FREQUENTLY ASKED QUESTIONS
Is there parking?
Yes! The free CMCA parking lot holds approximately 16 to 20 vehicles.
Can I get there by city bus?
Yes! The #94 and #99 buses (both rack & roll, which accommodates bikes) stop at the bridge and we're just a pleasant 10-minute walk north from there, along the CMCA boardwalk trails.
Are there washrooms?
Yes. There are washroom facilities on site, but please note: they consist of non-flush pit toilets and running water is not available.
Do I need to know how to swim?
Ideally, we believe everyone is better off knowing how to swim, as it greatly increases one's safety, confidence, comfort level and enjoyment when engaging in water sports. But our policies require all clients to wear a life jacket and to sign a waiver indicating both understanding and acceptance of the risks inherent to water sports. Thus, the ability to swim is not an actual requirement.
What should I bring with me?
Whether you're renting, or taking a lesson or a tour, there are a few essentials:
- water bottle
- sun hat
You might also want to bring:
- water shoes (strongly recommended)
- bathing suit (especially for SUP)
- bug spray
- change of clothing (including a warm sweater)
- energy snack
Important for rowers:
- closed shoes
(Rowers may also wish to bring bandaids and consider the use of gloves, as blisters are an unfortunate inevitability for most rowers.)
What should I wear?
It's important to wear comfortable clothing that won't bind, chafe, snag in equipment or drag you down if you fall in the water.
Is the water safe, if I fall in?
Data from recent years indicates our portion of the Rideau is pretty clean! For the most up-to-date info, use the Waterkeeper Swim Guide (right) to check out reports for nearby swimming locations. Eccolands Park, 4 km downstream, is the testing location that is closest to us.
While Guide info is not a guarantee, it IS a pretty good indication of water quality. Note that testing frequency, specified for each location in the Guide, varies.
Do you offer any certified instruction programs?
Not at this time. Our instructional focus centers on teaching the basics needed to safely and confidently enjoy our boats and boards under the types of conditions typically encountered in our location - and for the vast majority of people that tends to be enough. If, however, you want to take your rowing or paddling further, there are a number of local clubs, organizations and/or individuals that offer varied levels of training, certification and competitive development.
Can I bring my dog with me in a boat/on a board?
Sorry, not at this time. While we would love to say yes, there are some issues with doing so that need to be resolved first. If we can settle them to our satisfaction, this may change for next year.
Rowing, paddling - is there a difference?
YES! In overview, paddlers face forward and use a paddle - either single- or double-bladed - to propel their watercraft, while rowers face backward and use oars (minimum of two per boat, whether single or multiple rowers) to propel their vessel. Paddles and oars are each held and manipulated in a very distinct manner. Come for a lesson - we'll show you!
Will I need to know/learn how to do a wet exit or recovery roll?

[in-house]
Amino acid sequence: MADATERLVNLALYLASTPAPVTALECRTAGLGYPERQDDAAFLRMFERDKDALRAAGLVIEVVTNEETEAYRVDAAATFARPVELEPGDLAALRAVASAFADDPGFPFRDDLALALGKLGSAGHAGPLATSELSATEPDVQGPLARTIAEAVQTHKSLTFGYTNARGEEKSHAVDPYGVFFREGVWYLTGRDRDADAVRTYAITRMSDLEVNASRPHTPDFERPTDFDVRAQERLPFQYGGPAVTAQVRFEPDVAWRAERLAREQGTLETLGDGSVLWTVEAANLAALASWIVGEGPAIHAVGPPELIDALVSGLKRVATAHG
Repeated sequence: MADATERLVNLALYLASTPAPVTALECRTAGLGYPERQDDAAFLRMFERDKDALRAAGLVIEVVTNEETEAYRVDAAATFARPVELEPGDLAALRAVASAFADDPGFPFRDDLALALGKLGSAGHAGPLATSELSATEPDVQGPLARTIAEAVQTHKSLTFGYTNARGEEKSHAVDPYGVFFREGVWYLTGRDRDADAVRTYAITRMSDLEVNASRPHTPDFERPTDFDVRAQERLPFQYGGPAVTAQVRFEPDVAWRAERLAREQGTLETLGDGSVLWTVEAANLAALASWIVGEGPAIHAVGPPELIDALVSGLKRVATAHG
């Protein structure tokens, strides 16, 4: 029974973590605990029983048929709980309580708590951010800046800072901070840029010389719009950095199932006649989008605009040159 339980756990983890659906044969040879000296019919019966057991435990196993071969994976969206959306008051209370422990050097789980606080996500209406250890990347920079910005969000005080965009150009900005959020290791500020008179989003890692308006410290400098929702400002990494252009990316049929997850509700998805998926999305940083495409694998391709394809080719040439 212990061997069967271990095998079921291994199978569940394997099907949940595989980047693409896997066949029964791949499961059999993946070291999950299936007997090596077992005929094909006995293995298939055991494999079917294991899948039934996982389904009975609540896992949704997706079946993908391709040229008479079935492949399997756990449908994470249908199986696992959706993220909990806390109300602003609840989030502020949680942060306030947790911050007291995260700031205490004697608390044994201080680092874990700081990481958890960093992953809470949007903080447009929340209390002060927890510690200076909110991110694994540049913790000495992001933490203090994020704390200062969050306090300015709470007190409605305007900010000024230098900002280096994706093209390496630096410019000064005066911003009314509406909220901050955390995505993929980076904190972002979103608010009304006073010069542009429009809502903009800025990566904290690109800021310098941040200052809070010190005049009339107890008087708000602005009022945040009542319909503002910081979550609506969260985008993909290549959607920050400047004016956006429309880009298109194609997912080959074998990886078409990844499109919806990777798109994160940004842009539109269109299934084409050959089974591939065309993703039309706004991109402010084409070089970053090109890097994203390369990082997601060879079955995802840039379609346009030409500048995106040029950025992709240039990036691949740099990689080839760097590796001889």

No! Our kayaks all have extra-large cockpits, so in the unlikely event of a capsize, you will easily and automatically float out of the boat, without need for a fully-submerged wet exit or recovery roll.
Because our instruction is tailored to the basic skills needed to use our boats and boards, we do not teach wet exits or recovery rolls.
If you wish to take your paddling to a higher level, in boats with tighter cockpits and/or in rougher/more open waters, we highly recommend that you acquire these, and other, more advanced skills first.
Do I need to be really strong or have really good balance for stand-up paddling?
Strength, flexibility and balance all play a contributing role, but most people of average ability in these areas can easily master the basics of stand-up paddling. Your strength, flexibility and balance will all tend to improve the more often you get out and paddle. SUP is particularly good for improving core strength! There's no question, though, that balance plays a bigger role in SUP than it does in kayaking or rowing, because your center of gravity is higher off the water when standing on a paddleboard.
Often, the best way to tell if it's right for you is simply to give it a try - our intro/rental combo is a great way to find out and will help you with a most important (and often underestimated) element: technique.
If you have specific challenges or concerns, please call or drop by to discuss them with us.
Why do your tours go upstream?
Heading out upstream makes the downstream return just a bit easier, thanks to some gentle assistance from the current, when people may be a bit tired.
And while it's not a guarantee that any given tour will get as far as a lock station (that always depends on the group's overall speed), it is at least possible in this direction, as the Long Island lockstation is closer (just under 3.5 km).
Whether or not your tour actually reaches Long Island lock station, you're almost certain to get far enough to view the massive old stone arch dam - an impressive sight!
Heading upstream allows us not only to see Vimy Memorial Bridge from the water but to paddle right under it, which is a uniquely different experience than driving or walking over it.
This portion of the river is less populated and built-up than the downstream segment, and feels a bit more like an urban oasis and even more of a retreat from the 'concrete jungle'. It's sometimes hard to believe you're still in the city!